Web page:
Video games are a frequent hobby of mine but something I talk about very infrequently on this blog, especially over the last couple of years. Nevertheless, every once in a while I play a game that really grabs me with its story. Not simply in how well it tells this story, but the ways the story is integrated with the video game medium itself.
In Bloodborne, developed by From Software, you play as a foreigner who has come to Yharnam, a labyrinthine city of Gothic/Victorian architecture, seeking the miraculous blood healing of their Healing Church to cure an unspecified malady. Your character also seeks something known as “paleblood,” though what this is isn’t explained. Upon signing a contract and receiving a transfusion of strange blood your character becomes a Hunter—people made exceptional by “blood ministration.” When you awaken after the transfusion you are alone at dusk on the night of a hunt, when Hunters and citizens alike take to the streets to hunt the Beasts that plague Yharnam. You have no choice. A Hunter must hunt.
As a writer, I’m not sure I’ve given one particular thing more thought than character depth. I’m sure all writers think about this, especially other beginners brimming with the drive to create a character who can offer something captivating and unique to the reading audience. While I’m hardly an expert on crafting characters, there are some methods I’ve come up with that can help with the process. Writing, writing, and more writing is of course the best way to practice the craft, but it does help to discuss, and learn what you can from what you read, which is how I arrived at the line of thinking I’m going to share.Read More »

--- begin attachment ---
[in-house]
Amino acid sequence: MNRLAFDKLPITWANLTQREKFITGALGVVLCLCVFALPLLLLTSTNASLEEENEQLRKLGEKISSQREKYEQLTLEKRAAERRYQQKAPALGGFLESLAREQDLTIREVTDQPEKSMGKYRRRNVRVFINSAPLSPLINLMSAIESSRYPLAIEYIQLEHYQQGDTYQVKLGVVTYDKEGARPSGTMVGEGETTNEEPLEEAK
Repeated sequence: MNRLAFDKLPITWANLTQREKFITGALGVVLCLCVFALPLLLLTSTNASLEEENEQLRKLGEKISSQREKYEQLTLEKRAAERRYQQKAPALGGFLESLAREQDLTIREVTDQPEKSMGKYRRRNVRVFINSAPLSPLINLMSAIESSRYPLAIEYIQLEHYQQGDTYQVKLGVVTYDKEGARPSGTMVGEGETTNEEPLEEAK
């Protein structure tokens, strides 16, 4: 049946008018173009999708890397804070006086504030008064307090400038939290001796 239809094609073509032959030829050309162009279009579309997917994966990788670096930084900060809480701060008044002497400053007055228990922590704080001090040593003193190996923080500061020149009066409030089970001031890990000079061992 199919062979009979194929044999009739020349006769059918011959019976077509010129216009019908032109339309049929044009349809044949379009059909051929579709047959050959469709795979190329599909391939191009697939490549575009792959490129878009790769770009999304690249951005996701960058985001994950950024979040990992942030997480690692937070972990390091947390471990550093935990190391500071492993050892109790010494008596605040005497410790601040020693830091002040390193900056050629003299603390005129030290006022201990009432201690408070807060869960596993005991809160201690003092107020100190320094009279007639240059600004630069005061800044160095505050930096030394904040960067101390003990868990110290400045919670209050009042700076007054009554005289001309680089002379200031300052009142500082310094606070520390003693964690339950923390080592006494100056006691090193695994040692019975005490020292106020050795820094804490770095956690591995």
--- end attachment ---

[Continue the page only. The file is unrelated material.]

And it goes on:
I don’t get too specific, but this post has Spoilers for 999: 9 Hours, 9 Persons, 9 Doors
Anyone who plays enough video games knows how important storytelling has become for the medium. Though obviously not essential, as many great games have little to no story at all, both the big budget and independent scenes have a plethora of compelling, story-driven games. Video games are unique when it comes to storytelling because they require the direct action, and often skill, of the player to progress. This is unlike other mediums, where you’re never punished for doing a poor job of watching a movie or reading a book. How much you can understand may vary, but you progress regardless.
Over the past few years I’ve become increasingly aware of and fascinated with games that have core story elements that only work in the video game medium. Adaptation would be possible, but something crucial would be lost along the way.Read More »
Growing up, I never had a strong affinity for Superman. I hadn’t read any of the comic books, and only had a passing experience with the cartoon, but my father’s dismissal of the character for being “too powerful” and therefore “boring” turned my interest away from him for a long time. Having become much better versed in Superman stories, however, I have turned this around.Read More »
This past week, while visiting family, my father asked me an interesting question — which I’m sure was inspired by the Halloween season. He asked me if I thought it might be possible in a place where great human suffering had taken place that something could be imprinted upon that location; something that could be measured by science, but right now is outside of human understanding. Essentially, it was a question of whether or not I see any possible truth to cases of hauntings in the world.Read More »